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Choline and Betaine Intake Reduces Inflammation.

Choline and Betaine Intake Reduces Inflammation.

Article by Don Goldberg

Choline and Betaine Intake Reduces Inflammation.

American Journal of Clinical Nutrition. Feb 2008;87(2):424-30.

Choline is a water soluble B vitamin that can be produced in the body. However, it is oftenproduced in insufficient quantities, making it necessary for humans to get choline from the dietor through supplementation. Choline is mainly involved in activities related to the brain andnervous system. Because it is involved in neurological function, choline can influencemovement, coordination, and muscle contractions. Choline also plays a critical role in higherlevel brain functions like thought, memory, and intellect. Elsewhere in the body, choline isimportant for the structural integrity of cell walls, the metabolism of fat, and the production ofamino acids and proteins. In the diet, the best source of choline is egg yolk. Other good sourcesinclude organ meats, wheat germ, soybeans, peanuts, legumes and milk.

There tends to be confusion between TMG and betaine HCL. The chemical term for betaine istrimethylglycine (TMG). Betaine hydrochloride (betaine HCL) is betaine with hydrochlorideacid. It is the chloride salt of TMG. Betaine HCL and TMG are extracteded from sugar beets andnaturally occurs in shellfish, spinach, wheat germ and mushrooms. Betaine HCL has a moreacidic taste whereas TMG tastes sweet with a metallic aftertaste. Betaine HCL is commonly usedas a digestive enzyme by individuals who do not produce enough hydrochloric acid to digest theproteins that they eat. A low level of hydrochloric acid can be a contributing factor in numerousother clinical conditions such as asthma, atherosclerosis, candida yeast infections, gastritis, andrheumatoid arthritis. TMG helps to keep the liver healthy and helps lower amino acidhomocysteine levels, which high levels of this acid have been linked to risk of heart disease,heart attack, stroke, and osteoporosis.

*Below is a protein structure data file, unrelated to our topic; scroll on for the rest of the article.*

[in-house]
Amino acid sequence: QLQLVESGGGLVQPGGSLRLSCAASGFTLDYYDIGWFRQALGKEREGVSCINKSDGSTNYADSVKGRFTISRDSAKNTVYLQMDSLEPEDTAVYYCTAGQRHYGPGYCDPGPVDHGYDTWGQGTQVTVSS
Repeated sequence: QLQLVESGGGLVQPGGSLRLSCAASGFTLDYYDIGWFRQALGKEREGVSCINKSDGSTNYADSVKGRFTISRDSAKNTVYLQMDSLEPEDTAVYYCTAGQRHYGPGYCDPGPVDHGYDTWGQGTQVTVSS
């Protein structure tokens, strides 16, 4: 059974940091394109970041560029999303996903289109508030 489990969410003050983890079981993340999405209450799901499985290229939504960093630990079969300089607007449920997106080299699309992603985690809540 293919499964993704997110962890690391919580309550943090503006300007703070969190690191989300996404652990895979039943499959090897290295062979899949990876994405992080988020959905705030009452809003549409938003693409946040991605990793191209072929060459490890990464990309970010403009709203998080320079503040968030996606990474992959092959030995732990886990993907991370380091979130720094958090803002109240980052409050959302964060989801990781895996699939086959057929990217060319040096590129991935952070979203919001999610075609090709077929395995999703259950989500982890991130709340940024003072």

Researchers from Harokopio University and the University of Athens, Greece published a studyin the American Journal of Clinical Nutrition investigating the association between choline andbetaine consumption and homocysteine levels. This was a cross-sectional survey which enrolled3,042 healthy men and women between the ages of 18 to 89 years taking part in the ATTICAStudy. A validated food-frequency questionnaire (FFQ) was used to assess dietary intakes andblood samples were collected to measure levels of inflammatory markers. Researchers reportedthat participants with the highest intake of choline (over 310 mg daily) had at least 20 percentlower concentrations of inflammatory markers in comparison to participants with the lowestintake of choline (less than 250 mg daily). Similar results were obtained from betaine intake. Thehighest intake (over 360 mg daily) resulted in 19 percent lower concentrations of CRP, 10percent lower homocysteine levels and 12 percent lower TNF-alpha levels in comparison toparticipants with the lowest intake of betaine (less than 260 mg daily). The authors concludedthat higher consumption of choline and betaine was associated with decreased levels ofhomocysteine which may reduce the risk in a number of diseases.1


1 Detopoulou P, Panagiotakos DB, Antonopoulou S, et al. Dietary choline and betaine intakes inrelation to concentrations of inflammatory markers in healthy adults: the ATTICA study. Am JClin Nutr. Feb2008;87(2):424-30.